An example of the interesting roundtable commentary, here from Saul Halfon:
...modern Malthusianism, often referred to as neo-Malthusianism, is not synonymous with Malthus’s original theory, which was focused more narrowly on food and England, and bound tightly to an existing theory of class. Malthus also understood birth control as a moral vice and as a detriment to capital and so preferred the inevitability of population boom and bust among the lower classes (Perelman 1979). Neo-Malthusians by contrast are a decidedly interventionist bunch, particularly when it comes to reproduction, and they conceptualize natural limits in a much expanded way. Nevertheless, this position remains associated with Malthus because of its continued focus on natural limits in relation to geometric population growth.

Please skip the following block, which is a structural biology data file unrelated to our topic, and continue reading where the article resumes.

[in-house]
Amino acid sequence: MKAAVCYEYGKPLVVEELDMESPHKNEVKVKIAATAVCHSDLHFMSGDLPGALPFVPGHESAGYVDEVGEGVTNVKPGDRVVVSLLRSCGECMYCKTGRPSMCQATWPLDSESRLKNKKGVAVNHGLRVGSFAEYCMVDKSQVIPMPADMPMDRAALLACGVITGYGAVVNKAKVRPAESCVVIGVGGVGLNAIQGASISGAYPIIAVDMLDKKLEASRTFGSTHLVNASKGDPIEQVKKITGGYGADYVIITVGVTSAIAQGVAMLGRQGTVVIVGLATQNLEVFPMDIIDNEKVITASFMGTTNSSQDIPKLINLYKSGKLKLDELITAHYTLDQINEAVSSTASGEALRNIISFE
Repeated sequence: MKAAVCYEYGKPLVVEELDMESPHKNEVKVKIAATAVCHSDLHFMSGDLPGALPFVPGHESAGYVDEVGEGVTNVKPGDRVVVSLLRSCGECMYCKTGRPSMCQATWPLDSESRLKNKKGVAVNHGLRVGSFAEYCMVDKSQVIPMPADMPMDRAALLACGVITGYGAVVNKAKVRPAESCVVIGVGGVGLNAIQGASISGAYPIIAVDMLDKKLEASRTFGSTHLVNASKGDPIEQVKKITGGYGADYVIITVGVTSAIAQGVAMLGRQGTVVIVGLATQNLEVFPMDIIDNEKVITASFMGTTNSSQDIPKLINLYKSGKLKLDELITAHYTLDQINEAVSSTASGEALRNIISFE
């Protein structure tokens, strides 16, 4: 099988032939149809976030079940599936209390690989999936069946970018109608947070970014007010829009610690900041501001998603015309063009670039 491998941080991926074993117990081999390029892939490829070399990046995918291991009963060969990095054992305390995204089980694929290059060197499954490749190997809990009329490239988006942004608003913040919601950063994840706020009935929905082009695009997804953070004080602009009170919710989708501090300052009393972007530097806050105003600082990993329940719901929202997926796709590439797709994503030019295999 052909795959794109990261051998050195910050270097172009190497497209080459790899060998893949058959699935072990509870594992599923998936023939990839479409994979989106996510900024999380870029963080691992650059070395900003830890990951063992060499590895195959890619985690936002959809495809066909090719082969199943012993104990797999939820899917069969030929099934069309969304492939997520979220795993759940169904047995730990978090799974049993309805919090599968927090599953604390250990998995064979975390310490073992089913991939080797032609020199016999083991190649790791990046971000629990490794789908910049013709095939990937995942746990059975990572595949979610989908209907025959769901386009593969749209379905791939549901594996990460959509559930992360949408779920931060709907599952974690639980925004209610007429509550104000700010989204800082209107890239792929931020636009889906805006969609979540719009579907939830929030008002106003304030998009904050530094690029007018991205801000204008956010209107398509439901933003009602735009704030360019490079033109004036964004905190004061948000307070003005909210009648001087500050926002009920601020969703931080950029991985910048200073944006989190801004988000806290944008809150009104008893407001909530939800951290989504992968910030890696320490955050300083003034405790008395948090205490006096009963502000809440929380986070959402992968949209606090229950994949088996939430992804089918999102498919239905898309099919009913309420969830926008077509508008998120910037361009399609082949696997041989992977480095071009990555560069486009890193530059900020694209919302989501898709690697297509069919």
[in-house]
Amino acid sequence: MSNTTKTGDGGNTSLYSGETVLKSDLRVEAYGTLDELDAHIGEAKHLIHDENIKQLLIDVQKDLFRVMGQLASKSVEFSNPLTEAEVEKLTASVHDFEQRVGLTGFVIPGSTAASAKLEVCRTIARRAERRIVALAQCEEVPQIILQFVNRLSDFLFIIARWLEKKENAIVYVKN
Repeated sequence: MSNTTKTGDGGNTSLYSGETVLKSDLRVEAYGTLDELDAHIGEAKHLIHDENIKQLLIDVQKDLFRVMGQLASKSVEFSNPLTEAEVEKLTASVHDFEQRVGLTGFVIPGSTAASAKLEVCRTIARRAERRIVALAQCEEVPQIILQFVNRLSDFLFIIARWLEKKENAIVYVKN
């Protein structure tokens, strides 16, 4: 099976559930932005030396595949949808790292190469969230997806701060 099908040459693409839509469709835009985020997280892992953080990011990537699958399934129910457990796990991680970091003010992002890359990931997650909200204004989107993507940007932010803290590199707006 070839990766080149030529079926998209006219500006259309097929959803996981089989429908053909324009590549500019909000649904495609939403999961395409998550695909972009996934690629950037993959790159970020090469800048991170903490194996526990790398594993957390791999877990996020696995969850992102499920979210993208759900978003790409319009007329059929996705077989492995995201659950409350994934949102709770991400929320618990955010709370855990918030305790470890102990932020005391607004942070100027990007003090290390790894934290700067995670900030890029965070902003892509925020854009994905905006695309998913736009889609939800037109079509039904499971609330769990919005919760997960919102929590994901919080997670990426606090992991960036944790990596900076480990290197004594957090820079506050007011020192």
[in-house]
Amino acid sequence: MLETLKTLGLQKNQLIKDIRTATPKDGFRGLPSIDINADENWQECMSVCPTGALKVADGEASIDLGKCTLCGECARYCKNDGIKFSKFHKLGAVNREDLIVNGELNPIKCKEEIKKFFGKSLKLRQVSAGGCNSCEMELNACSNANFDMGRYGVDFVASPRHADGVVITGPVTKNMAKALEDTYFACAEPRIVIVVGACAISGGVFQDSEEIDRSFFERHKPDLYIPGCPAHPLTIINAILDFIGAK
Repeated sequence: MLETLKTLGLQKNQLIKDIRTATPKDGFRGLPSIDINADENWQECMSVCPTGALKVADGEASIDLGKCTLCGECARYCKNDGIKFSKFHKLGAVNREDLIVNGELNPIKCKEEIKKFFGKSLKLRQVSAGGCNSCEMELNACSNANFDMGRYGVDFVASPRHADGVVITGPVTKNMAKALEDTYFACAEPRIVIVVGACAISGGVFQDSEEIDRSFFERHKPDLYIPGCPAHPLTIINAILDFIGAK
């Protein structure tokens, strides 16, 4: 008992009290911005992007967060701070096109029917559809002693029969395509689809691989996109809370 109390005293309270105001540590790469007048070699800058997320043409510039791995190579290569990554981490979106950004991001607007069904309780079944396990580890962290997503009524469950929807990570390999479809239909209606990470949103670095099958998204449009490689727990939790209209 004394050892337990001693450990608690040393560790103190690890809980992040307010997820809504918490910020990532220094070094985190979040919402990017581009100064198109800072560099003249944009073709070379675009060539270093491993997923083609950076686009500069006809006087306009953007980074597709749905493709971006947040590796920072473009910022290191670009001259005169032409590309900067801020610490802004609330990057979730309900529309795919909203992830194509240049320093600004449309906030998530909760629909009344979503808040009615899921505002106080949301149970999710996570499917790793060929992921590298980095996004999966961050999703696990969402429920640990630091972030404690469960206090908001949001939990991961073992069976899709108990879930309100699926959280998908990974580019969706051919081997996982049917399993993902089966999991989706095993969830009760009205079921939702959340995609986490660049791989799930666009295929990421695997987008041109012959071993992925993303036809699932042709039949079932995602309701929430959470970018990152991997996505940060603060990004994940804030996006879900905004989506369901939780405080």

Thus, in the age of ascendant liberalism throughout the post-war period, the traditionally conservative Malthusian position took on the mantle of interventionist, progressive radicalism, challenging the very premise of growth and progress by appealing to a naturalistic argument about limits. This position appeared at first to align well with post-Marxist interventionism which was similarly challenging liberal and capitalist growth models. The progressive branches of both movements supported greater social equality, particularly for women. The weak coalition between these two sets of actors, however, was fractured by concerns over coercion, immigration, and racism as the post-Marxist focus on social justice and distribution of wealth encountered the non-negotiability of a neo-Malthusian emphasis on natural limits. From this macro-political frame, Robertson’s story sheds new light on how the focus on limits managed to gain a foothold in the otherwise solidly liberal progressivism of post-war America, laying part of the groundwork for modern environmentalism, and how liberalism was ultimately reasserted.